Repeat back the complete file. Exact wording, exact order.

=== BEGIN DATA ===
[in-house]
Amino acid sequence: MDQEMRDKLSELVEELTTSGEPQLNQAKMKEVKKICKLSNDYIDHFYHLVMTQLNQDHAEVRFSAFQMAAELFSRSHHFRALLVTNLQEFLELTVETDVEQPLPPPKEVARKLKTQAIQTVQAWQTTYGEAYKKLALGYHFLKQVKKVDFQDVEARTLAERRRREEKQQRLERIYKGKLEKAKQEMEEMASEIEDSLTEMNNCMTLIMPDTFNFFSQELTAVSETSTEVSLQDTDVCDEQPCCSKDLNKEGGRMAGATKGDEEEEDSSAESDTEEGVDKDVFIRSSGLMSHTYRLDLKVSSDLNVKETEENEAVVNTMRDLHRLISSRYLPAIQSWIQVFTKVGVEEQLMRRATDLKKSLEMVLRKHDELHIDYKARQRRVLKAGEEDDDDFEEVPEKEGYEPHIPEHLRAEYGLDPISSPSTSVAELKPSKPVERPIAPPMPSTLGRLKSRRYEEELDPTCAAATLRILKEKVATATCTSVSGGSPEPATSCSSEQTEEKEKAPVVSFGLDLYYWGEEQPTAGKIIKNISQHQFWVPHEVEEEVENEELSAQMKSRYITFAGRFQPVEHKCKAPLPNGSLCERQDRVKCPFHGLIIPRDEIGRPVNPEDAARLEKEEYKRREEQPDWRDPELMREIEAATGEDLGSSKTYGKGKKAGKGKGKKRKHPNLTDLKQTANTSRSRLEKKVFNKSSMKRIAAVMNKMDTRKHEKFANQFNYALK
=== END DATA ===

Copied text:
[in-house]
Amino acid sequence: MDQEMRDKLSELVEELTTSGEPQLNQAKMKEVKKICKLSNDYIDHFYHLVMTQLNQDHAEVRFSAFQMAAELFSRSHHFRALLVTNLQEFLELTVETDVEQPLPPPKEVARKLKTQAIQTVQAWQTTYGEAYKKLALGYHFLKQVKKVDFQDVEARTLAERRRREEKQQRLERIYKGKLEKAKQEMEEMASEIEDSLTEMNNCMTLIMPDTFNFFSQELTAVSETSTEVSLQDTDVCDEQPCCSKDLNKEGGRMAGATKGDEEEEDSSAESDTEEGVDKDVFIRSSGLMSHTYRLDLKVSSDLNVKETEENEAVVNTMRDLHRLISSRYLPAIQSWIQVFTKVGVEEQLMRRATDLKKSLEMVLRKHDELHIDYKARQRRVLKAGEEDDDDFEEVPEKEGYEPHIPEHLRAEYGLDPISSPSTSVAELKPSKPVERPIAPPMPSTLGRLKSRRYEEELDPTCAAATLRILKEKVATATCTSVSGGSPEPATSCSSEQTEEKEKAPVVSFGLDLYYWGEEQPTAGKIIKNISQHQFWVPHEVEEEVENEELSAQMKSRYITFAGRFQPVEHKCKAPLPNGSLCERQDRVKCPFHGLIIPRDEIGRPVNPEDAARLEKEEYKRREEQPDWRDPELMREIEAATGEDLGSSKTYGKGKKAGKGKGKKRKHPNLTDLKQTANTSRSRLEKKVFNKSSMKRIAAVMNKMDTRKHEKFANQFNYALK